Alzheimer’s play returns thanks to audience demand

Wednesday, 13th March, 2019 5:10pm

Alzheimer’s play returns thanks to audience demand

Mary Hughes, and the rest of the cast, have put huge amounts of work into their roles for ‘Bothered & Bewildered’.

The lead in a local production of a tragi-comedy about the struggles of an Alzheimer’s sufferer and her two daughters, which is returning to Mullingar Arts Centre for a third run, says the she and her fellow cast members have been surprised by the impact it has had on audiences.

Bothered and Bewildered stars Mary Hughes as Irene, a mother whose grip on reality is diminishing as her Alzheimer’s progresses.

The play also features Clare Egan and Irene Dunne as her two daughters who are losing their mother in spirit but not in body.

As Irene’s condition deteriorates, she spends hours discussing how best to write her ‘memory book’ with her imaginary friend and favourite author Barbara Cartland (the novelist), disclosing family secrets that she would never divulge to her daughters.

This tragi-comedy is about memory, loss, secrets and, above all, love.

The Westmeath Examiner spoke to Mary, and she said that the effect that the play has had on audiences is testament to the playwright Gail Young and the team put together by director Sean Lynch.

“It has been phenomenally successful,” said Mary.

“I don’t know why exactly. I can’t put my finger on it. But audiences love it.

"They come away and say that they cried and they laughed but they thought it was so good.

“The play is really well written. She wrote it about her friend’s mother who is a dementia sufferer so it was very real to her.

“She structured it very well, every little nuance.

"People who go to the play and have any involvement with dementia whether they were carers or know a bit about it, they would all say it absolutely perfect.”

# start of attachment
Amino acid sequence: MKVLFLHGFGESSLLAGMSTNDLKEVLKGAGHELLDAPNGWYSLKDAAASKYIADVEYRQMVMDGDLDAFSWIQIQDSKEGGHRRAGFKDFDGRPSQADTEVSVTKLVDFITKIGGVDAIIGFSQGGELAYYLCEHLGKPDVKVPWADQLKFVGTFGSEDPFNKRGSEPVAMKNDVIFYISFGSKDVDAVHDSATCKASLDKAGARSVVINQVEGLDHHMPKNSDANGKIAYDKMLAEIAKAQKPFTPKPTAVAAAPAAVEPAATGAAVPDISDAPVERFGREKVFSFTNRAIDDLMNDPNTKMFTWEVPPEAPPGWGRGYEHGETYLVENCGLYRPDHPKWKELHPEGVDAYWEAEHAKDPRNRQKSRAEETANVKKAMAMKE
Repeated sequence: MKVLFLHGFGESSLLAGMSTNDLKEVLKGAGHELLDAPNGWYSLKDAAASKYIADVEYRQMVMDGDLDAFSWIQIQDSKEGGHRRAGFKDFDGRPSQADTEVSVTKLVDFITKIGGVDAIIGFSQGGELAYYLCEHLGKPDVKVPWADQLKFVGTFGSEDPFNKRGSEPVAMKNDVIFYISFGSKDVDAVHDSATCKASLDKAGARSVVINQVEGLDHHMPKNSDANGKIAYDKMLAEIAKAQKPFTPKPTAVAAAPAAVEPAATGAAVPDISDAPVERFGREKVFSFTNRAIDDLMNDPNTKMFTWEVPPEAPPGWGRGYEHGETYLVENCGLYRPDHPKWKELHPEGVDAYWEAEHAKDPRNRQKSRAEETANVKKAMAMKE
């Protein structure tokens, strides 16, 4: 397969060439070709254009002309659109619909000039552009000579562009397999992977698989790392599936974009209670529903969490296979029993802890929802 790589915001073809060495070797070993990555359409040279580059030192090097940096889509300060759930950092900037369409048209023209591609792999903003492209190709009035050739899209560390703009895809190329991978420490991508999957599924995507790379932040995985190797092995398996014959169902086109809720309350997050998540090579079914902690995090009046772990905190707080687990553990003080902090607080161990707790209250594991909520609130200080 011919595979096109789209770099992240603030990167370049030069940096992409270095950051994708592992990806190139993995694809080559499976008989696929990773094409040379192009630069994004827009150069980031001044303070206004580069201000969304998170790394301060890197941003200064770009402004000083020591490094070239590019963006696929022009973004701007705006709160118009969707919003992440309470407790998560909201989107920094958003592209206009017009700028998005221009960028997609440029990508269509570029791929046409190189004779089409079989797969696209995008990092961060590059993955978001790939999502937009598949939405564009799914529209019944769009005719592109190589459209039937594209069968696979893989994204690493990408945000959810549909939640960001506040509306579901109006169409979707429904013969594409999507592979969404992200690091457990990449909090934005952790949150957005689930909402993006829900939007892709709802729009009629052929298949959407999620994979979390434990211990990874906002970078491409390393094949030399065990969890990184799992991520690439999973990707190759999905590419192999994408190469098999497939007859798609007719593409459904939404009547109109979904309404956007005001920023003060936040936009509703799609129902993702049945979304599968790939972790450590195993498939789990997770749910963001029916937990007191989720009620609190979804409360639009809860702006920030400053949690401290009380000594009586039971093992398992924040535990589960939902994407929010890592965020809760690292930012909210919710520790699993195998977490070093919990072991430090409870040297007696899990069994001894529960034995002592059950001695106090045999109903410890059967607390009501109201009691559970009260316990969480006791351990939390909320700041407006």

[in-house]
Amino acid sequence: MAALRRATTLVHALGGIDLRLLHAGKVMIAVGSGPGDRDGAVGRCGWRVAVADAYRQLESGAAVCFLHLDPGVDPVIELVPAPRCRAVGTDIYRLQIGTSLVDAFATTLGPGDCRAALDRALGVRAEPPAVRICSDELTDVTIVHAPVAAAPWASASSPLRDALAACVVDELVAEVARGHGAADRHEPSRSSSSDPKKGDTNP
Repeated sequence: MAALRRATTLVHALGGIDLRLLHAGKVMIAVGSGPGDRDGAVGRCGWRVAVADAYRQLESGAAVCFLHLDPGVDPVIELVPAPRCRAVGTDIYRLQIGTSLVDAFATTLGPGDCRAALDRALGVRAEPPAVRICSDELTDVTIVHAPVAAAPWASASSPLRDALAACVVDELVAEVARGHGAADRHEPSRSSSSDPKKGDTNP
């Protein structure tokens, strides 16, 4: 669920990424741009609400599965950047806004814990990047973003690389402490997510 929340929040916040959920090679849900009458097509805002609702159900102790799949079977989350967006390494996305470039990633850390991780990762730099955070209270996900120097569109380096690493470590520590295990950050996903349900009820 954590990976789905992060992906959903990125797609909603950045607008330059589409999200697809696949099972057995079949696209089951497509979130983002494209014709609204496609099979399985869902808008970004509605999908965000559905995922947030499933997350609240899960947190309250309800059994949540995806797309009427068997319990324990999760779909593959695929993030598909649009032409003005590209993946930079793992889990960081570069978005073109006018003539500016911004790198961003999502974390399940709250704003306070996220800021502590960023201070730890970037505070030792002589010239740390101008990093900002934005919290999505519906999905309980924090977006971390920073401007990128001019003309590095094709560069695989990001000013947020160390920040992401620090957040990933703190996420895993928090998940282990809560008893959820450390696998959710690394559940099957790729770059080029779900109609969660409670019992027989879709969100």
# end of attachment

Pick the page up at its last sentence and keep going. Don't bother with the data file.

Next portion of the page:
“There was one particular night when nurses who care for people with dementia patients were there – they said that it really hit the nail on the head.

"That it was on the button with regard to the disease itself and they were recommending that we would either do it in schools for students or that we would at least try and do it for nurses training to be dementia nurses.”

Mary says that though playing her role has been taxing emotionally, it has also been rewarding.

“I worked harder on this character than I worked on my Leaving Cert.

"I have eaten, drunk, and slept the part of Irene since last September.

"I contacted the Alzheimer’s Association, who were very helpful, I went to the social club for dementia sufferers over in the primary care unit and spent an afternoon there.

"I am going back – not because of the play – but because the people were so nice and so interesting.

“And I’ve done a lot of research online and read two or three books about the condition just so I could get inside the head of Irene.

“I think that is the only way you can do a part, particularly a part that is so emotionally charged.”

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